four days later surrounded the remnant
of his army at Wllllamsport, Md.. where
we captured about 800 men, the most ot
theta bavins scattered about the coun
Wiib In Iron IlrlKndc,
of Omaha and at this time commander
ot Grant wist. Grand Army of tho Ilepub-1
lie. As a boy, in December, ISfil. he on- Thomas h. naney, nnotner ot me
listed as a private In the 105th New York;,Omaha veterans and a survivor of tho
volunteers and was immediately sent to! battle ot Gettysburg, when but 16 years
the front Showing marked ability, hs of age enlisted in the Second Wisconsin
was promoted to corjtoral and after the Infantry, answering President Lincoln's
feattle ot Antletam was made sergeant I,r" I0" volunteers, issuea in
m. little later being promoted to sergeant, J mo sun u
equently being given a " unities oi wuu nun ana
lieutenancy and still later being trans
ferred to the Ninety-fourth New York
and promoted to captain. Speaking of
Ah battle of Gettysburg, -Captain Mailt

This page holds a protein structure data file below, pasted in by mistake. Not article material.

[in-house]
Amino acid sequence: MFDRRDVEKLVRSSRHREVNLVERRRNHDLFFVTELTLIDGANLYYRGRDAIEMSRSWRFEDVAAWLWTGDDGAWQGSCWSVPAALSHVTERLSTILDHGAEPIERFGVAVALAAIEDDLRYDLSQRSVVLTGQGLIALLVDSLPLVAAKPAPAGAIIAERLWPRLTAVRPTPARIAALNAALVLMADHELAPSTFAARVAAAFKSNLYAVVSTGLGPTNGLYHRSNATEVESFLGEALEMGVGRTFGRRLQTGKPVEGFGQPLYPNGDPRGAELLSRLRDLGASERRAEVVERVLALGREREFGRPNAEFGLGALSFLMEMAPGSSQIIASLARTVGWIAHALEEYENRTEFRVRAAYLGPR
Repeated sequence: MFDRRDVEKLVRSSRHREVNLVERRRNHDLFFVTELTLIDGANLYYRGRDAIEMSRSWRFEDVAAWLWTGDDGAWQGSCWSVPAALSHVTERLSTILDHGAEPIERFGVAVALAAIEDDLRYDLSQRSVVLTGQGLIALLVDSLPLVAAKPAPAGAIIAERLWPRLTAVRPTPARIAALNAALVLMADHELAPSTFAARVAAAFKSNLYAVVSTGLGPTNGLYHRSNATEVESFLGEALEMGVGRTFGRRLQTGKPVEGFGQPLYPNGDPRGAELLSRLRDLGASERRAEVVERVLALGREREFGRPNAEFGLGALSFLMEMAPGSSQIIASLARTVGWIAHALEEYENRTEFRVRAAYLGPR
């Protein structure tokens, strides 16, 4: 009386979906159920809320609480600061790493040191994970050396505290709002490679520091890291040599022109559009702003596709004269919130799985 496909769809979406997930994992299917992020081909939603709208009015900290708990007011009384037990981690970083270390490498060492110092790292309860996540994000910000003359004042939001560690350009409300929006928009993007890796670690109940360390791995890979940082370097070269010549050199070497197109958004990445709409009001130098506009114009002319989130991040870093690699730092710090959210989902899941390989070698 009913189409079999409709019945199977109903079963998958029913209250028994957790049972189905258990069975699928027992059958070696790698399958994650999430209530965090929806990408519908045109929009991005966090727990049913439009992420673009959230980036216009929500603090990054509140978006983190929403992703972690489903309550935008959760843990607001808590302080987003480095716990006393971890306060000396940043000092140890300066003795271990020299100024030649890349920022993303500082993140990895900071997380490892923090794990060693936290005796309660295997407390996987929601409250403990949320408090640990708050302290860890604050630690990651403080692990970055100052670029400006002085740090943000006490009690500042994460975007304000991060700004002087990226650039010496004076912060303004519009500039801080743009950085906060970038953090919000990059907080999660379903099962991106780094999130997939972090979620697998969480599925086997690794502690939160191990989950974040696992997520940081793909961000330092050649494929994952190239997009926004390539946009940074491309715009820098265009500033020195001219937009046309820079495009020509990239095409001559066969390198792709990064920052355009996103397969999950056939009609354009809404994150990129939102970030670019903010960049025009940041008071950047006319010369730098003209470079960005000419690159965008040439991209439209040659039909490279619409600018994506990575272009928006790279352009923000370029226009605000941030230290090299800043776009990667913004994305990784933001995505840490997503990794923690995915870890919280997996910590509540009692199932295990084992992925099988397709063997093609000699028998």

"1 got Into the battle the very first
day and was there unjll the finish, be.
tletam. At Hull nun lie was severely
wounded, captured and paroled, but got
well so that ha got back Into the service.
Dally was a member of the famous
Iron nrlgado that got Its namo nt An
tletam. There, says Dally, , the brlgadu
wns fighting a force much superior In
corps, and during the first day of the
fighting we held Uo in check from morn
ing until night That day wo chanced
brigade commanders four times, three of
them having been killed or wqundod. As
we came up through the totm on re
treat, when we reached Cemetery Hill,
the command halted for an Instant and
tho man carrying the colors was shot
down. This fired the boys ahd they
rallied, and thug we prevented what pos
sibly might have turned out a disastrous
Faced rtckett'a Men.
Tho day when Pickett made his fam
ous chargo I was In the front and ret
member distinctly seeing the general lead
Sis men out and hurry toward the union
lines. Volley after volley waa poured
Into them, but they came on and on un
til they were almost to our lines. Then
wo waited an Instant for the command;
it came and was that wo should not
.fire until we could see the color ot tho
eyes "bf the men marchjng toward us.
Those were minutes that tried the bravery
and nerve ot the bravest
"On In a solid column and with almost
the speed ot a tornado, tiring as fast as
they could toad, and giving vent to yells
that would have done credit to a band of